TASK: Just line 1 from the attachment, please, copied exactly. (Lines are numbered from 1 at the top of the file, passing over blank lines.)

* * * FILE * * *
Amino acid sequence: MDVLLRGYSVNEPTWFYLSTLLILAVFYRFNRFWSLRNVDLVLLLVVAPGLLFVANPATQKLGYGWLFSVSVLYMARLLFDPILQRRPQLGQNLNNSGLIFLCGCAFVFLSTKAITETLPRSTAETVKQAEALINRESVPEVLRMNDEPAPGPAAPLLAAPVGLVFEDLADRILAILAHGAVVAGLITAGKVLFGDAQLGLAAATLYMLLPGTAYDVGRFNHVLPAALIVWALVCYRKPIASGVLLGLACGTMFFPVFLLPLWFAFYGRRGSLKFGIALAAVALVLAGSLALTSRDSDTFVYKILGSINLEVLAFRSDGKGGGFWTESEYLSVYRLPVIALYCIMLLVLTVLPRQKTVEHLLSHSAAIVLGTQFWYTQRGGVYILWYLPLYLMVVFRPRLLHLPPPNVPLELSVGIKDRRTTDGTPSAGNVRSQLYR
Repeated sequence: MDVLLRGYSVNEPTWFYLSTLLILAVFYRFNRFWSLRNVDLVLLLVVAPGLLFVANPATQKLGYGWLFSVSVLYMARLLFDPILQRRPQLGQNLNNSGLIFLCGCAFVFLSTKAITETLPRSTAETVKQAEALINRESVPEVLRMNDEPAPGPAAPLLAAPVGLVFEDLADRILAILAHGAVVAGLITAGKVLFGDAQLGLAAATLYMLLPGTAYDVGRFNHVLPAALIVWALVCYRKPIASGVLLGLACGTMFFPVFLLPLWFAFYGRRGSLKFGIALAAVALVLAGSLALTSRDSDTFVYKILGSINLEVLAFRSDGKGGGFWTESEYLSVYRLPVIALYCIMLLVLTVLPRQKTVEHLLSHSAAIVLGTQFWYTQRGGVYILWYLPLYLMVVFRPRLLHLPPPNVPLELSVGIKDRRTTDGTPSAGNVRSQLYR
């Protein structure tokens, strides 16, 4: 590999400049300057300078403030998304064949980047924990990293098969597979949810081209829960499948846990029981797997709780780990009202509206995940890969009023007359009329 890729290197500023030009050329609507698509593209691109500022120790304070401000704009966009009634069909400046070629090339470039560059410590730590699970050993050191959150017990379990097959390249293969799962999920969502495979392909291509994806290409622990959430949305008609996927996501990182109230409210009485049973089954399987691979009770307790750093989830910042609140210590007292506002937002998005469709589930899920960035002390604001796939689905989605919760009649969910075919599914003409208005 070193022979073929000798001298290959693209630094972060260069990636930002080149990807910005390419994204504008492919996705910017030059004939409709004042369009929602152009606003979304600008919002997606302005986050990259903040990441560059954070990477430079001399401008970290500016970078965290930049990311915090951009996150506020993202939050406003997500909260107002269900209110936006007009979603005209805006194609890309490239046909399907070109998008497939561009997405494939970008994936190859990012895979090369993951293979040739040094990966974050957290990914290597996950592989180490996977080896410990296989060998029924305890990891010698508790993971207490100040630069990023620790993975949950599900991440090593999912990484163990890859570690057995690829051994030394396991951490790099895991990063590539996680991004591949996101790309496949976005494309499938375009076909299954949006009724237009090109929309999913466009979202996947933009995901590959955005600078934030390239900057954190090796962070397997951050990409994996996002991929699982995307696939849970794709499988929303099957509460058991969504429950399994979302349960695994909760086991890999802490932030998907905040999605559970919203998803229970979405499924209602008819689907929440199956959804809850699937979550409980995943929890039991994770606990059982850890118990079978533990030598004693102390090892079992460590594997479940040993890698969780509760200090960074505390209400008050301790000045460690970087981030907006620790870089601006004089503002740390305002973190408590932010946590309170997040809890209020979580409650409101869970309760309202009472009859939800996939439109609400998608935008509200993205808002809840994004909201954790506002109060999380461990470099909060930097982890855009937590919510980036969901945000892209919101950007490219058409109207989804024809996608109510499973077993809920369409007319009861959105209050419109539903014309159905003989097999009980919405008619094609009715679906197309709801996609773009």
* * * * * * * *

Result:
Amino acid sequence: MDVLLRGYSVNEPTWFYLSTLLILAVFYRFNRFWSLRNVDLVLLLVVAPGLLFVANPATQKLGYGWLFSVSVLYMARLLFDPILQRRPQLGQNLNNSGLIFLCGCAFVFLSTKAITETLPRSTAETVKQAEALINRESVPEVLRMNDEPAPGPAAPLLAAPVGLVFEDLADRILAILAHGAVVAGLITAGKVLFGDAQLGLAAATLYMLLPGTAYDVGRFNHVLPAALIVWALVCYRKPIASGVLLGLACGTMFFPVFLLPLWFAFYGRRGSLKFGIALAAVALVLAGSLALTSRDSDTFVYKILGSINLEVLAFRSDGKGGGFWTESEYLSVYRLPVIALYCIMLLVLTVLPRQKTVEHLLSHSAAIVLGTQFWYTQRGGVYILWYLPLYLMVVFRPRLLHLPPPNVPLELSVGIKDRRTTDGTPSAGNVRSQLYR